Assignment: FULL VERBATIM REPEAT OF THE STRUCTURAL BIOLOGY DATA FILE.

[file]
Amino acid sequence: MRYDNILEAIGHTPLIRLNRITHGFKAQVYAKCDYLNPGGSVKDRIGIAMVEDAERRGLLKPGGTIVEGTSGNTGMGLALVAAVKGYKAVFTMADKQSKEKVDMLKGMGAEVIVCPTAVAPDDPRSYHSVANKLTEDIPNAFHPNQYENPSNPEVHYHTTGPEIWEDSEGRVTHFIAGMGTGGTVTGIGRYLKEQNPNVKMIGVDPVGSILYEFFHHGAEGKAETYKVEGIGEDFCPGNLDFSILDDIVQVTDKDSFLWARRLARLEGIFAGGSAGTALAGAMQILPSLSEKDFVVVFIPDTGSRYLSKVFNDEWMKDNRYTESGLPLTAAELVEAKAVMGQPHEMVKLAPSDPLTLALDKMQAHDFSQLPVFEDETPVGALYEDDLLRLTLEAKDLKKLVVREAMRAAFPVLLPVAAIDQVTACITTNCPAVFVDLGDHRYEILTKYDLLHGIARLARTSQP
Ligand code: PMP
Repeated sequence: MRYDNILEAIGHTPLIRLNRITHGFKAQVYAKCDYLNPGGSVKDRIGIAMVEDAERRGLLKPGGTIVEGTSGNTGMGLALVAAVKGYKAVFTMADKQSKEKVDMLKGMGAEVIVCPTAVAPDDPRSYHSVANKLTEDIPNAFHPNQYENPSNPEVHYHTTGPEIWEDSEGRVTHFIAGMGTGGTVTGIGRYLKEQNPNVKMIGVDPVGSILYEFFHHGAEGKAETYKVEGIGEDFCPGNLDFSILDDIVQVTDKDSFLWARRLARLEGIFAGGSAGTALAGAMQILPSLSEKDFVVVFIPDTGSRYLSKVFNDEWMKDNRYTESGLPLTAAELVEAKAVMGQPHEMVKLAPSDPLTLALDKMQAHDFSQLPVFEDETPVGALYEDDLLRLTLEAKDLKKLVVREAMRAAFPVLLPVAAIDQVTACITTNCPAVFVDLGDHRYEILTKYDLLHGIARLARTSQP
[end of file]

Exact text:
Amino acid sequence: MRYDNILEAIGHTPLIRLNRITHGFKAQVYAKCDYLNPGGSVKDRIGIAMVEDAERRGLLKPGGTIVEGTSGNTGMGLALVAAVKGYKAVFTMADKQSKEKVDMLKGMGAEVIVCPTAVAPDDPRSYHSVANKLTEDIPNAFHPNQYENPSNPEVHYHTTGPEIWEDSEGRVTHFIAGMGTGGTVTGIGRYLKEQNPNVKMIGVDPVGSILYEFFHHGAEGKAETYKVEGIGEDFCPGNLDFSILDDIVQVTDKDSFLWARRLARLEGIFAGGSAGTALAGAMQILPSLSEKDFVVVFIPDTGSRYLSKVFNDEWMKDNRYTESGLPLTAAELVEAKAVMGQPHEMVKLAPSDPLTLALDKMQAHDFSQLPVFEDETPVGALYEDDLLRLTLEAKDLKKLVVREAMRAAFPVLLPVAAIDQVTACITTNCPAVFVDLGDHRYEILTKYDLLHGIARLARTSQP
Ligand code: PMP
Repeated sequence: MRYDNILEAIGHTPLIRLNRITHGFKAQVYAKCDYLNPGGSVKDRIGIAMVEDAERRGLLKPGGTIVEGTSGNTGMGLALVAAVKGYKAVFTMADKQSKEKVDMLKGMGAEVIVCPTAVAPDDPRSYHSVANKLTEDIPNAFHPNQYENPSNPEVHYHTTGPEIWEDSEGRVTHFIAGMGTGGTVTGIGRYLKEQNPNVKMIGVDPVGSILYEFFHHGAEGKAETYKVEGIGEDFCPGNLDFSILDDIVQVTDKDSFLWARRLARLEGIFAGGSAGTALAGAMQILPSLSEKDFVVVFIPDTGSRYLSKVFNDEWMKDNRYTESGLPLTAAELVEAKAVMGQPHEMVKLAPSDPLTLALDKMQAHDFSQLPVFEDETPVGALYEDDLLRLTLEAKDLKKLVVREAMRAAFPVLLPVAAIDQVTACITTNCPAVFVDLGDHRYEILTKYDLLHGIARLARTSQP